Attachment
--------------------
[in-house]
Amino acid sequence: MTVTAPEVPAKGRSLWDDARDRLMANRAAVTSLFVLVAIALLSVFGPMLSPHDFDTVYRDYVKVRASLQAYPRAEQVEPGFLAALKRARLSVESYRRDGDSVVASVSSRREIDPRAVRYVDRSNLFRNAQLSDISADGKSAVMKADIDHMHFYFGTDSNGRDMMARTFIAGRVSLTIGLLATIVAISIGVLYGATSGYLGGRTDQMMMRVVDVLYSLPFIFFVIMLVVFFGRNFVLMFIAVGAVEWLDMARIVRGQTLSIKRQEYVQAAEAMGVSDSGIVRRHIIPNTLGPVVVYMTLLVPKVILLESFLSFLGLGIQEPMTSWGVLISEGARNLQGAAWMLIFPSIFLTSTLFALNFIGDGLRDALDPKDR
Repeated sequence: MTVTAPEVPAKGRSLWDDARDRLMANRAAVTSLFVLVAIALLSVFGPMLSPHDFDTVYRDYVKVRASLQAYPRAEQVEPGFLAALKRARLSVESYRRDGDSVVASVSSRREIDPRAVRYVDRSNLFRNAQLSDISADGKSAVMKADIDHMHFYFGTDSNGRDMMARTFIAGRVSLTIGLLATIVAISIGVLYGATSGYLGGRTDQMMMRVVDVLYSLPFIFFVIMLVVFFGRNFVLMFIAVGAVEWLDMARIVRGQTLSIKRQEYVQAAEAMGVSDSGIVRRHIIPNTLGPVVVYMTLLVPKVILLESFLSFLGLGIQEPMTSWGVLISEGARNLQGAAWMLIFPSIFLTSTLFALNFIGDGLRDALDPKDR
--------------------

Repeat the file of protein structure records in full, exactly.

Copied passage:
[in-house]
Amino acid sequence: MTVTAPEVPAKGRSLWDDARDRLMANRAAVTSLFVLVAIALLSVFGPMLSPHDFDTVYRDYVKVRASLQAYPRAEQVEPGFLAALKRARLSVESYRRDGDSVVASVSSRREIDPRAVRYVDRSNLFRNAQLSDISADGKSAVMKADIDHMHFYFGTDSNGRDMMARTFIAGRVSLTIGLLATIVAISIGVLYGATSGYLGGRTDQMMMRVVDVLYSLPFIFFVIMLVVFFGRNFVLMFIAVGAVEWLDMARIVRGQTLSIKRQEYVQAAEAMGVSDSGIVRRHIIPNTLGPVVVYMTLLVPKVILLESFLSFLGLGIQEPMTSWGVLISEGARNLQGAAWMLIFPSIFLTSTLFALNFIGDGLRDALDPKDR
Repeated sequence: MTVTAPEVPAKGRSLWDDARDRLMANRAAVTSLFVLVAIALLSVFGPMLSPHDFDTVYRDYVKVRASLQAYPRAEQVEPGFLAALKRARLSVESYRRDGDSVVASVSSRREIDPRAVRYVDRSNLFRNAQLSDISADGKSAVMKADIDHMHFYFGTDSNGRDMMARTFIAGRVSLTIGLLATIVAISIGVLYGATSGYLGGRTDQMMMRVVDVLYSLPFIFFVIMLVVFFGRNFVLMFIAVGAVEWLDMARIVRGQTLSIKRQEYVQAAEAMGVSDSGIVRRHIIPNTLGPVVVYMTLLVPKVILLESFLSFLGLGIQEPMTSWGVLISEGARNLQGAAWMLIFPSIFLTSTLFALNFIGDGLRDALDPKDR